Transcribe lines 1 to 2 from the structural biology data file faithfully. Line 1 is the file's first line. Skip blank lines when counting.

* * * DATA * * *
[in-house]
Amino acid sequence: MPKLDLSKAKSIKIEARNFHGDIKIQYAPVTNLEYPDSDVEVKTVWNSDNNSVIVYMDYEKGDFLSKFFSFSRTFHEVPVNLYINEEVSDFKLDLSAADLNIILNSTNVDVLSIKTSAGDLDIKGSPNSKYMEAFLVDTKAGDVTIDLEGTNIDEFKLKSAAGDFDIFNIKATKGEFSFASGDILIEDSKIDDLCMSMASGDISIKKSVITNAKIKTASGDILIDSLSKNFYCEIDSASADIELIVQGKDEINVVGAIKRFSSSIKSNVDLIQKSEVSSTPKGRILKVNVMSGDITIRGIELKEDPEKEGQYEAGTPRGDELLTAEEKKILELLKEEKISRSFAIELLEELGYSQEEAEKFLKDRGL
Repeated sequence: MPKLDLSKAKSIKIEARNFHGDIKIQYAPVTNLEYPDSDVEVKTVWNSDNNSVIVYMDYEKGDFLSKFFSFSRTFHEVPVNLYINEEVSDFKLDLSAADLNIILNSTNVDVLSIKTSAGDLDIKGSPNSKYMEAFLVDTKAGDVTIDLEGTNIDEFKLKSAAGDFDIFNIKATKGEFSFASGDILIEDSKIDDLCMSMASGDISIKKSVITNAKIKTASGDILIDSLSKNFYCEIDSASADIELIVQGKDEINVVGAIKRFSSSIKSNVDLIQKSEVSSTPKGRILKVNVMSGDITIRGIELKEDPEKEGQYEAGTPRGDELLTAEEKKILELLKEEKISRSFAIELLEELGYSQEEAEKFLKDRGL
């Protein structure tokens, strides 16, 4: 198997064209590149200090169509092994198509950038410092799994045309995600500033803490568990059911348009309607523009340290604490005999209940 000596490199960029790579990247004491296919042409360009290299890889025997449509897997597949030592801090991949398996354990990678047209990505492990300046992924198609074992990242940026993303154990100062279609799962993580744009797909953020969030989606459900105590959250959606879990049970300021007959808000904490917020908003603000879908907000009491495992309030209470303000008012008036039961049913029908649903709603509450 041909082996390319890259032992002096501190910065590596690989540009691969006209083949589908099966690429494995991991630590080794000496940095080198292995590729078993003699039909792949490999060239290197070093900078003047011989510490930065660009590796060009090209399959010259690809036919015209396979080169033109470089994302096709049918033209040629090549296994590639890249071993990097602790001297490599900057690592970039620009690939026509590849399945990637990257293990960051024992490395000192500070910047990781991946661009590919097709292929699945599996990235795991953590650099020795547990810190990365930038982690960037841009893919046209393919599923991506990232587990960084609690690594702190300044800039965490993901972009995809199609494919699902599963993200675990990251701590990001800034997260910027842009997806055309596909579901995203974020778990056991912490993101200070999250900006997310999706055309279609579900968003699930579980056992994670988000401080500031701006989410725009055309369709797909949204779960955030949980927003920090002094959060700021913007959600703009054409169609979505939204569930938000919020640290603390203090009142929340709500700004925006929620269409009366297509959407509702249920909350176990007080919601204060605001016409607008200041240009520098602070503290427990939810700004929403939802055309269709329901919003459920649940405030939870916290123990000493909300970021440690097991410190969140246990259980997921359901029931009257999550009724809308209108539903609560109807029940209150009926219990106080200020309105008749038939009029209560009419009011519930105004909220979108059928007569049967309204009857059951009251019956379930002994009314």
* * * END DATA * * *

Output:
[in-house]
Amino acid sequence: MPKLDLSKAKSIKIEARNFHGDIKIQYAPVTNLEYPDSDVEVKTVWNSDNNSVIVYMDYEKGDFLSKFFSFSRTFHEVPVNLYINEEVSDFKLDLSAADLNIILNSTNVDVLSIKTSAGDLDIKGSPNSKYMEAFLVDTKAGDVTIDLEGTNIDEFKLKSAAGDFDIFNIKATKGEFSFASGDILIEDSKIDDLCMSMASGDISIKKSVITNAKIKTASGDILIDSLSKNFYCEIDSASADIELIVQGKDEINVVGAIKRFSSSIKSNVDLIQKSEVSSTPKGRILKVNVMSGDITIRGIELKEDPEKEGQYEAGTPRGDELLTAEEKKILELLKEEKISRSFAIELLEELGYSQEEAEKFLKDRGL